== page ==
BY GREG SAKAKI
Natural gas will not be the primary heat source in new homes built in Nanaimo starting next year.
City council, at a meeting Monday, Aug. 28, voted 5-4 to accelerate adoption of the zero carbon step code to 2024, six years ahead of the province’s timeline of 2030.
Two dozen people made presentations at Monday’s meeting, including environmentalists, home builders, gas fitters, and representatives from Fortis B.C. and B.C. Hydro. The council vote followed a recommendation last month by the city’s governance and priorities committee to implement the highest level of the zero carbon step code as of July 1, 2024.
Ting Pan, the city’s manager of sustainability, said the code doesn’t specify energy sources, and also noted that ancillary heat sources such as gas fireplaces, for example, would still be permitted. But speakers on both sides of the debate indicated that the highest level of the zero carbon step code will effectively eliminate natural gas as an energy source for space and water heating.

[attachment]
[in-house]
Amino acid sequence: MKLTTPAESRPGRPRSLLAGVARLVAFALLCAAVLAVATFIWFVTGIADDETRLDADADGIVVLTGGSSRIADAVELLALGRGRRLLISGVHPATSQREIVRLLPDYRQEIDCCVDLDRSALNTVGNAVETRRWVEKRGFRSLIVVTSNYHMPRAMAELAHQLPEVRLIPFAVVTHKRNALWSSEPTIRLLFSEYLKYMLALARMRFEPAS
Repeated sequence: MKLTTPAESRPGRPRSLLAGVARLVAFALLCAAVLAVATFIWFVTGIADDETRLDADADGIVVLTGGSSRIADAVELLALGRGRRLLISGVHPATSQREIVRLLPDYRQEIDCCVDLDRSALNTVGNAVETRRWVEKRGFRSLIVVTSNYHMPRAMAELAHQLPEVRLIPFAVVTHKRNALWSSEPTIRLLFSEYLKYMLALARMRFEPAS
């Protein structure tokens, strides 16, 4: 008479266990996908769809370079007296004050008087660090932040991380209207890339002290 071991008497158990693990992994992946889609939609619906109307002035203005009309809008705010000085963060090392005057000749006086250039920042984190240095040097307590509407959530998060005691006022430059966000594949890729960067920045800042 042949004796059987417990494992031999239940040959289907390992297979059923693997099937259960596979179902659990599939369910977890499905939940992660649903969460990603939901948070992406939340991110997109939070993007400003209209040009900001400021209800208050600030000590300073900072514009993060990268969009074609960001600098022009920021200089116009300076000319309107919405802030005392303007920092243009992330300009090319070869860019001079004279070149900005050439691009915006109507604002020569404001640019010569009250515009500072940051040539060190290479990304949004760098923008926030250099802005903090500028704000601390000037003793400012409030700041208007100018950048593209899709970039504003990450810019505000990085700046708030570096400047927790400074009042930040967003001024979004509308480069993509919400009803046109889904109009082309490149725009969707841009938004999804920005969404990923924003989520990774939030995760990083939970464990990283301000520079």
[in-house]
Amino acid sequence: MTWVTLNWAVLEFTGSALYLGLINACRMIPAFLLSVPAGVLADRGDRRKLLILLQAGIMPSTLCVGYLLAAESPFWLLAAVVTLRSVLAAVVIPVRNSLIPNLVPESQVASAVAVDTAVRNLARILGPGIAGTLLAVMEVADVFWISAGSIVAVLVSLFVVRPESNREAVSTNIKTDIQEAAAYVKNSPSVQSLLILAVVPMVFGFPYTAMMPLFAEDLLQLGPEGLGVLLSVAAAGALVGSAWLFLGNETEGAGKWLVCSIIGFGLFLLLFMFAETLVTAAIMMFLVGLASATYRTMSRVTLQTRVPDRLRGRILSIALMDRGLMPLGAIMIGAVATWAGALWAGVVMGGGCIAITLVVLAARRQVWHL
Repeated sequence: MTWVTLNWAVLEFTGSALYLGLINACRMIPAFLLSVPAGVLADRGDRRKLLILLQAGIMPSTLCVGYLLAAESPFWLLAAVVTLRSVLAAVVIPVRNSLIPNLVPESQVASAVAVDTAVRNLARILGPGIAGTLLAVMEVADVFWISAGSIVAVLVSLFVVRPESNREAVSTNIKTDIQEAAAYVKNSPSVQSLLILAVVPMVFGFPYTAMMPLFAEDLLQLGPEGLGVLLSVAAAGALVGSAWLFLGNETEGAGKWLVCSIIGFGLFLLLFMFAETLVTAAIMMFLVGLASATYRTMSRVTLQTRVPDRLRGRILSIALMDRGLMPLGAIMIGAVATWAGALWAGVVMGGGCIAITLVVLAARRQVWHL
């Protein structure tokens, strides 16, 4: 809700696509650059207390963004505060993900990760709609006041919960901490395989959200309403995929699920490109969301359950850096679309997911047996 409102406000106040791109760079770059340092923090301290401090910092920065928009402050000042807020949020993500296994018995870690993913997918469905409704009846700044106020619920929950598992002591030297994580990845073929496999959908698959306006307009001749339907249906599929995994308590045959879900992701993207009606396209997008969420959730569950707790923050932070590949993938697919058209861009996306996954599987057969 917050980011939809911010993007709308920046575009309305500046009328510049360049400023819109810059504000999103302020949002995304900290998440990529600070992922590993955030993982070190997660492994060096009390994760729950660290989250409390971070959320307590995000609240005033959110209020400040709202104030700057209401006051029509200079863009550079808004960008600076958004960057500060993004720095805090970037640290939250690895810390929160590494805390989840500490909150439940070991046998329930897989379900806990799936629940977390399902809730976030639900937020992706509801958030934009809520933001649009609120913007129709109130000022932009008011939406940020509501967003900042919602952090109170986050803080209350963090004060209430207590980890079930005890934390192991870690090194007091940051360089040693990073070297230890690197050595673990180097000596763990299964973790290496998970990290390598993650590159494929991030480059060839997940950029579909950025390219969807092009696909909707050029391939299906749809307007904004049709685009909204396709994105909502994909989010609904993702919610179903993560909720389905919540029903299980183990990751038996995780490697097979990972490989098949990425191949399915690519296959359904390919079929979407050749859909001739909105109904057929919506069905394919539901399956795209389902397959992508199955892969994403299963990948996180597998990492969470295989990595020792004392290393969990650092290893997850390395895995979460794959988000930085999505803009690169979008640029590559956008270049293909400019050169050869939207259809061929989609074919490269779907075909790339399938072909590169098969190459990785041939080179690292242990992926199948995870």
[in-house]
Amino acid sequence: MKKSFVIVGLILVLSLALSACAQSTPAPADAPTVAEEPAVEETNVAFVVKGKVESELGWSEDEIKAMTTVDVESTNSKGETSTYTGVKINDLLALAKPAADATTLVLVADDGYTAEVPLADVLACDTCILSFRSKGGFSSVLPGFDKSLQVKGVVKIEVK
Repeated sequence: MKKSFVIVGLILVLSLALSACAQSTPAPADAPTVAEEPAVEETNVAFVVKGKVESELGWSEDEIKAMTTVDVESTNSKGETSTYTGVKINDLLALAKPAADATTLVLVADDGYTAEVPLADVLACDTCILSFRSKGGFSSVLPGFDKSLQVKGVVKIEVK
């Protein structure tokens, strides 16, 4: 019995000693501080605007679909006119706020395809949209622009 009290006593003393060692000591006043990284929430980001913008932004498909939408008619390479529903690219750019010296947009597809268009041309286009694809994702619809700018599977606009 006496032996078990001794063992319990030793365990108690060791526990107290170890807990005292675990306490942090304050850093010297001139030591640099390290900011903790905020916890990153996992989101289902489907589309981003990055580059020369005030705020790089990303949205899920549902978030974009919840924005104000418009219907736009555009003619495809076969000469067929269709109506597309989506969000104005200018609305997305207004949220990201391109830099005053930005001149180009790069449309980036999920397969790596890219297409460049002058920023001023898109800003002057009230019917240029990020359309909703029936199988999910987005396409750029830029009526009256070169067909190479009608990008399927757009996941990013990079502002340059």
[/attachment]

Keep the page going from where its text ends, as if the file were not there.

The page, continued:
That sounded perfectly fine to many of the speakers at the meeting, who pointed to forest fires and record-setting summer temperatures and called on council to take climate action.
Liz McDowell, senior campaigns director at Stand.earth, said gas in buildings causes 12 per cent of greenhouse gas emissions in B.C., but more than 40 per cent of emissions in B.C. cities.
“The best way to address these emissions is to stop operating gas in buildings,” she said.